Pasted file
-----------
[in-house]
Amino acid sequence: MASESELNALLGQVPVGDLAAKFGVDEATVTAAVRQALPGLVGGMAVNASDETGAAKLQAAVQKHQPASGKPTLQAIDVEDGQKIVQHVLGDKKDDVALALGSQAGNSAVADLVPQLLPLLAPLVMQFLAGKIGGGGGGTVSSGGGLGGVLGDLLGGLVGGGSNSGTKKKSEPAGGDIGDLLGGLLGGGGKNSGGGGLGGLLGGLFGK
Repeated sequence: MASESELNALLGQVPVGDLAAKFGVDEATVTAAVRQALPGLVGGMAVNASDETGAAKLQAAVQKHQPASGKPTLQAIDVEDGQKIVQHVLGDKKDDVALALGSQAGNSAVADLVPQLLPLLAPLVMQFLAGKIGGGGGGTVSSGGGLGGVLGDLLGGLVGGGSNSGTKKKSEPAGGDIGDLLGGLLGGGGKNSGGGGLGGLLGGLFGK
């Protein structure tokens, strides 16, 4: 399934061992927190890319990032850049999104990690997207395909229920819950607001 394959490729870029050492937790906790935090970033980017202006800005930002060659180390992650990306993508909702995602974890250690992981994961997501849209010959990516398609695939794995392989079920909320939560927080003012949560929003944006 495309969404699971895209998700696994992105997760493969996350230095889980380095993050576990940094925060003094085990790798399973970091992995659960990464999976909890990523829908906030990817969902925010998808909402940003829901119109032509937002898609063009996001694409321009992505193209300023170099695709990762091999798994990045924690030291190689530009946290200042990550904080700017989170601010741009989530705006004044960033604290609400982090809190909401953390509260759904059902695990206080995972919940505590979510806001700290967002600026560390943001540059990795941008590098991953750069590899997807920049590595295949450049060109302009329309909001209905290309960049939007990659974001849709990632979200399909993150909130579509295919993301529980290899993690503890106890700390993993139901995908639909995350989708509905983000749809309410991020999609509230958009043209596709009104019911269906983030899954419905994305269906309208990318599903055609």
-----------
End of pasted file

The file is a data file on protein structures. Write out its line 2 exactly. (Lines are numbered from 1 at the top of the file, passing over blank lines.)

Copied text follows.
Amino acid sequence: MASESELNALLGQVPVGDLAAKFGVDEATVTAAVRQALPGLVGGMAVNASDETGAAKLQAAVQKHQPASGKPTLQAIDVEDGQKIVQHVLGDKKDDVALALGSQAGNSAVADLVPQLLPLLAPLVMQFLAGKIGGGGGGTVSSGGGLGGVLGDLLGGLVGGGSNSGTKKKSEPAGGDIGDLLGGLLGGGGKNSGGGGLGGLLGGLFGK